Somehow there are only four weeks to go in 2018. Each year seems to go by a little quicker than the last. Anyway, the 2018 Winter Meetings begin next week, and based on the latest hot stove rumblings, the Yankees want to add another starting pitcher before then. They want to go to Las Vegas next week with the rotation set, and the bullpen and a Didi Gregorius replacement the only things on their mind. We’ll see what happens this week. Here are some scattered thoughts.
1. The Mets just acquired Robinson Cano’s age 36-40 seasons, the final five seasons on his ten-year contract. Albert Pujols signed a ten-year contract that covered his age 32-41 seasons. Alex Rodriguez’s second ten-year contract also covered his age 32-41 seasons. Pujols and A-Rod had a few good years early in their contracts before they became albatrosses. The same will probably be true with Cano. With Bryce Harper and Manny Machado though, a ten-year deal covers their age 26-35 seasons. Give Harper a ten-year contract right now and it expires before he reaches Cano’s current age. A-Rod’s first ten-year deal covered his age 25-34 seasons (he opted out of the final three years) and those ten seasons were monumentally productive. Alex’s worst season from ages 25-34 was a .270/.341/.506 (125 wRC+) effort with +4 WAR at age 34 in 2010. He gave his teams +70 WAR in those ten years. Crazy. Anyway, my point is the Yankees should really sign Machado and Harper. Ideally both but one would suffice. Give them a ten-year contract — honestly, getting a 26-year-old star like Machado and Harper on “only” a ten-year contract would feel like a win for the team to me — and you’re buying peak years in bulk while avoiding the ugly downside of those age 36+ seasons. This is not like giving Cano or Pujols or A-Rod a long-term deal at age 32. This is like buying the six years of their careers before that, and those were overwhelmingly excellent seasons. Do it, Yankees. Do it.
2. Speaking of Cano, one thing the trade does is ensure he will go into the Hall of Fame as a Yankee. I mean, he probably won’t get into Cooperstown now after this year’s performance-enhancing drug suspension, and he probably would’ve gone in as a Yankee anyway, but now it’s a lock. There’s no chance for him to hit milestones with the Mariners — Cano is closing in on 3,000 hits (530 away) and Jeff Kent’s second base home run record (55 away) — or lead them to a World Series title or two, which is probably what it would’ve taken for him to land in the Hall of Fame with the Mariners. Cano had his best years in pinstripes and is likely to finish his career with more hits, homers, and WAR as a Yankee than as a Mariner and Met combined. It’s going to be ten years or so before Cano even appears on the Hall of Fame ballot. By then, the voting body may be more willing to forgive PED transgressions. If he gets in — he was absolutely on track to do so before the suspension — we can say with more certainty now that he’ll go in as a Yankee. That’s one small little side effect of the trade.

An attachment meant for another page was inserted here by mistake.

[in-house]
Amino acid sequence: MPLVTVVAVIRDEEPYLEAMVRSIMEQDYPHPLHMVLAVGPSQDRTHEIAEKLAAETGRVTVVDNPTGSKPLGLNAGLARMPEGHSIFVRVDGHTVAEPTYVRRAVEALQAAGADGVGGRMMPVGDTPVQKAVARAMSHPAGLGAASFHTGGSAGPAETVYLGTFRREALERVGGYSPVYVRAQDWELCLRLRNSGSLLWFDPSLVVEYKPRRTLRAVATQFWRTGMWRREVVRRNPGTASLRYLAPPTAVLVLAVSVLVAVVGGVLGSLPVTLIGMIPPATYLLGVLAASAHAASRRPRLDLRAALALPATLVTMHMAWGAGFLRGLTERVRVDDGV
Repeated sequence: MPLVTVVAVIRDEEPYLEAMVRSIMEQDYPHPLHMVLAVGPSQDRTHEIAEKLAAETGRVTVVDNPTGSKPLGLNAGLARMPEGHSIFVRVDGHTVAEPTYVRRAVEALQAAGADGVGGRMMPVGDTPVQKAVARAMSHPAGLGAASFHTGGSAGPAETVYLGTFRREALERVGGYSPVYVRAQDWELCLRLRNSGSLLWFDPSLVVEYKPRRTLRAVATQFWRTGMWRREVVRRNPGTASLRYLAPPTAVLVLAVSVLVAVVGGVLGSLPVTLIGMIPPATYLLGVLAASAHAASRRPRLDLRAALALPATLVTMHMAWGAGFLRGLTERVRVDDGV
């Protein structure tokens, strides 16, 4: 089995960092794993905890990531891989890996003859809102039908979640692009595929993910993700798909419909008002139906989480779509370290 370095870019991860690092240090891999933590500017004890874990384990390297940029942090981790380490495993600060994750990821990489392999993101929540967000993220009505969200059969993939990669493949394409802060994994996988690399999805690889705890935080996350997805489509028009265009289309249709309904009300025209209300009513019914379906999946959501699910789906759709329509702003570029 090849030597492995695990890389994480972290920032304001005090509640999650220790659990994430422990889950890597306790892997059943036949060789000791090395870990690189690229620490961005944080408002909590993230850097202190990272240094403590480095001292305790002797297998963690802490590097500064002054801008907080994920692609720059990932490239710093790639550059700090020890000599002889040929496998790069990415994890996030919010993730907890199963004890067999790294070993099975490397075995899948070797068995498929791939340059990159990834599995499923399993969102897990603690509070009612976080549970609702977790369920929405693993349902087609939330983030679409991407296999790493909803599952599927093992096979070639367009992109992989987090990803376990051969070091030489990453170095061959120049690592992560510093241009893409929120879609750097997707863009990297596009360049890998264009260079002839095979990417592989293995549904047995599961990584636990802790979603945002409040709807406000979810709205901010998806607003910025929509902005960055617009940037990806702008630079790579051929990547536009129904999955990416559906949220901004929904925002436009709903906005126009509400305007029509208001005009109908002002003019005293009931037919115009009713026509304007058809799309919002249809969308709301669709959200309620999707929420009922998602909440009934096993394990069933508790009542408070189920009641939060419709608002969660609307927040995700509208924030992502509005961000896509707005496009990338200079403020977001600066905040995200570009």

3. I am weirdly intrigued by the Parker Bridwell waiver claim even though I know I probably shouldn’t be. His career big league numbers aren’t good (4.60 ERA and 5.38 FIP in 131 innings) and he’s returning from July surgery to remove loose bodies from his elbow, and that doesn’t exactly scream “hey, I’m interesting!” I know. Believe me, I know. But Bridwell ran his fastball up to 96 mph with a healthy elbow last year, and his spin rates are well-above-average across the board. The Angels used Bridwell as a starter because they were short on starters. I suspect the Yankees will put him in the bullpen and see how a 50/50 split between the high-spin heater and high-spin curveball play in short bursts. Maybe moving into the bullpen full-time doesn’t change anything. Or maybe he has a few good weeks and fools everyone a la A.J. Cole this summer. Orrr maybe he’s Chad Green and everything plays up so much that he becomes an impact reliever. The only way to find out is to try. Most waiver claims lead nowhere and chances are Bridwell will play out the same way. That’s baseball. I think he was worth a claim though. Let’s see what he looks like in Spring Training.